Of course that line of reasoning can also be turned around. Faced with the perpetual danger of defection, what can a player organisation do to retain their membership? One of the potential solutions for this problem is to create a narrative which presents them as the most heroic and righteous group in the game. When it comes to that, the Goons have long fought an uphill battle. When we look at the presentations done by Alexander Gianturco (The Mittani) himself, and the credible reporting of EVE player history done by Andrew Groen, Goonswarm were once forced to side with the most hated group in EVE besides themselves, Red Alliance, because nobody else wanted them as an ally. The political landscape of EVE has come a long way since then, but still there are many who continue to perpetuate the story of the “evil Goons” and enough of that mindset is left to merit a propaganda effort which counteracts it.

In a more current frame of reference, another argument comes into play which was put up as a challenge by one of my fellows:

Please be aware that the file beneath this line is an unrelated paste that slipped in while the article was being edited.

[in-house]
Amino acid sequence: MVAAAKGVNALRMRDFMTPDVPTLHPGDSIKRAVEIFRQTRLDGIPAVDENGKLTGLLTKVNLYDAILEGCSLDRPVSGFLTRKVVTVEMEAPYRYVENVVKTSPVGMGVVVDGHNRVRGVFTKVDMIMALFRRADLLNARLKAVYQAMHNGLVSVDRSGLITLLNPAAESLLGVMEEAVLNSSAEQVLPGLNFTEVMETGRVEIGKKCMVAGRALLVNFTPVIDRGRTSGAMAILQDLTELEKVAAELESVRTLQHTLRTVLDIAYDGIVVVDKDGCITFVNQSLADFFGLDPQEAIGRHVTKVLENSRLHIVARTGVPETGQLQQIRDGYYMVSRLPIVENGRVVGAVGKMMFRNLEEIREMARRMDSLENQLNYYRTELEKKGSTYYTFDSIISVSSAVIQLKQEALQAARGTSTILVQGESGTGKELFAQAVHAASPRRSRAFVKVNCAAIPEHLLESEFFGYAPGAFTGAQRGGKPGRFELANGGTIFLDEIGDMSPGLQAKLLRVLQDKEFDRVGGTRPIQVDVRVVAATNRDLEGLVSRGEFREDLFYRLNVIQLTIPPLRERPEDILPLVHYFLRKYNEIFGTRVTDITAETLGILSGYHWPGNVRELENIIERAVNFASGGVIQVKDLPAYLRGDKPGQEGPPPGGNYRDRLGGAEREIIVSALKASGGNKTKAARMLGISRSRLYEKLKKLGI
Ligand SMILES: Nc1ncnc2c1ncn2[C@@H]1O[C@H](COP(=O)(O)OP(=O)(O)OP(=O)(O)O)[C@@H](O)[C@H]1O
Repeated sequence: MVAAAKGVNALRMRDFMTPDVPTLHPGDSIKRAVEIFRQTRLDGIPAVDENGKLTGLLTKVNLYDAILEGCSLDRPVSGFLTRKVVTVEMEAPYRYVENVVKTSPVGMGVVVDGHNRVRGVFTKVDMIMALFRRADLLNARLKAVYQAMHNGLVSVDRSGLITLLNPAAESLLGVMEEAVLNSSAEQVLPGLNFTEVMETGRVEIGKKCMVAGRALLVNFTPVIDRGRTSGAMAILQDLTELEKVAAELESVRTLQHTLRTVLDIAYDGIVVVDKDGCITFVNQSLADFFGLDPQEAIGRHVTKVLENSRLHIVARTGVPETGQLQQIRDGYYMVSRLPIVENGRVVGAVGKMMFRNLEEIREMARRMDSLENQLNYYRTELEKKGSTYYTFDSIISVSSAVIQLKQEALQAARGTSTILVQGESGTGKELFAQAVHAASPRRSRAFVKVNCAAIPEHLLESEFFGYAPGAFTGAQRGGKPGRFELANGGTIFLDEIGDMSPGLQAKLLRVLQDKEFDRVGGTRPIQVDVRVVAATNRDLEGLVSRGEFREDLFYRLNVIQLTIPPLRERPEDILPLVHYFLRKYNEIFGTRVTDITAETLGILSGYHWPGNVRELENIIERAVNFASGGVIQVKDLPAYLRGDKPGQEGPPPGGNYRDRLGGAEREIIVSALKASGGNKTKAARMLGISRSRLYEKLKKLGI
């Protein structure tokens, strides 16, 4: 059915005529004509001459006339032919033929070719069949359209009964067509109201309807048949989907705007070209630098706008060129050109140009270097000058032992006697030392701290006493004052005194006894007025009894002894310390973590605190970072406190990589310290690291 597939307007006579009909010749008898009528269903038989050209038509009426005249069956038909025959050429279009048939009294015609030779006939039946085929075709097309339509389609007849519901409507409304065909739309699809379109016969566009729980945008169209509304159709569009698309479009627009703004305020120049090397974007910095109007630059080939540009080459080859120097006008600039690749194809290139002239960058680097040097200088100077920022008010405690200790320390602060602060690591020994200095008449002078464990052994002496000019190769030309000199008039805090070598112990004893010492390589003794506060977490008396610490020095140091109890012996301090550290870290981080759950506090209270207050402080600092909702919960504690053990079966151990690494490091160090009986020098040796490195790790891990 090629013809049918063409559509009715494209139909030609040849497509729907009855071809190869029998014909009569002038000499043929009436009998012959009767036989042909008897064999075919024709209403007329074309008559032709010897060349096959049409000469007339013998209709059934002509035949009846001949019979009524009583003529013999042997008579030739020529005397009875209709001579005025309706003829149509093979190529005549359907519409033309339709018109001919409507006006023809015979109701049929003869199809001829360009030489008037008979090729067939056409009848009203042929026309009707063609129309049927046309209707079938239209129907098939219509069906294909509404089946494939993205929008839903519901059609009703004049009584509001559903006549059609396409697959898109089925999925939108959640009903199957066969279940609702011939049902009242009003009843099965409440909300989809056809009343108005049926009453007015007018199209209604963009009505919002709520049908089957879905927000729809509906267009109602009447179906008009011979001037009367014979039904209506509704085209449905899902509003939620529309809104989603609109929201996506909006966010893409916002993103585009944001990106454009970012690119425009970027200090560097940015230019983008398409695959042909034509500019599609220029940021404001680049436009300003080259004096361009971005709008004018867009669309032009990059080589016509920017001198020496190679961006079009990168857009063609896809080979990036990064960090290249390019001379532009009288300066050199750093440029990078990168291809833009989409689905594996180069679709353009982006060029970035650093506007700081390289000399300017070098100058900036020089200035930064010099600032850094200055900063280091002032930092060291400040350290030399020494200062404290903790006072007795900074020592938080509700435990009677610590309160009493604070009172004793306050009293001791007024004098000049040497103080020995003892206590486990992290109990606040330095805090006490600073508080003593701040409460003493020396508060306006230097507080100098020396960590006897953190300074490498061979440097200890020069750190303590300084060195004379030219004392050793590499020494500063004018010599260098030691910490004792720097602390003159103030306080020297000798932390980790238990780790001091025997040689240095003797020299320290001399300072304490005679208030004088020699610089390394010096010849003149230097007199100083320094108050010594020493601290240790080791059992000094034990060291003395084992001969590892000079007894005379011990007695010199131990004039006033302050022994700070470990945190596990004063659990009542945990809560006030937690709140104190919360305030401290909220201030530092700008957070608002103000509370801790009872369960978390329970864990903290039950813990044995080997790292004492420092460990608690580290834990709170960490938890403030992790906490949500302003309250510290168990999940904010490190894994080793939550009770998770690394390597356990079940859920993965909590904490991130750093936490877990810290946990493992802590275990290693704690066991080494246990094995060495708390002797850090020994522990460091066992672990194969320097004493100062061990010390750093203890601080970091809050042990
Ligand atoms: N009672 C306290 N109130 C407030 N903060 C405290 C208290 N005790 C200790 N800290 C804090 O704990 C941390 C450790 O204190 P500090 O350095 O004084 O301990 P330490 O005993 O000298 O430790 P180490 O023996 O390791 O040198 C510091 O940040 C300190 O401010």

The Goons exist. But no one gives a shit about their narrative or mindset. Only inertia and a great bureaucracy are left.

In this view of recent EVE Online politics, Goonswarm and the Imperium are viewed as a stale, stagnant and boring superpower. All they can purportedly offer their members is safety in numbers and great income opportunities for “nullbears”. Actual “fun content” is supposedly not the reason why anyone would join an alliance within The Imperium. No matter whether this impression is correct or not, it is sufficiently widespread to influence player decisions. The current Imperium leadership wants to establish KarmaFleet as a viable opportunity for new players to get great content, and in this field they have to compete with Pandemic Horde, vibrant lowsec warzones and other new-player-friendly groups like Phoebe Freeport Republic, the remainder of Brave Newbies or indeed TEST Alliance.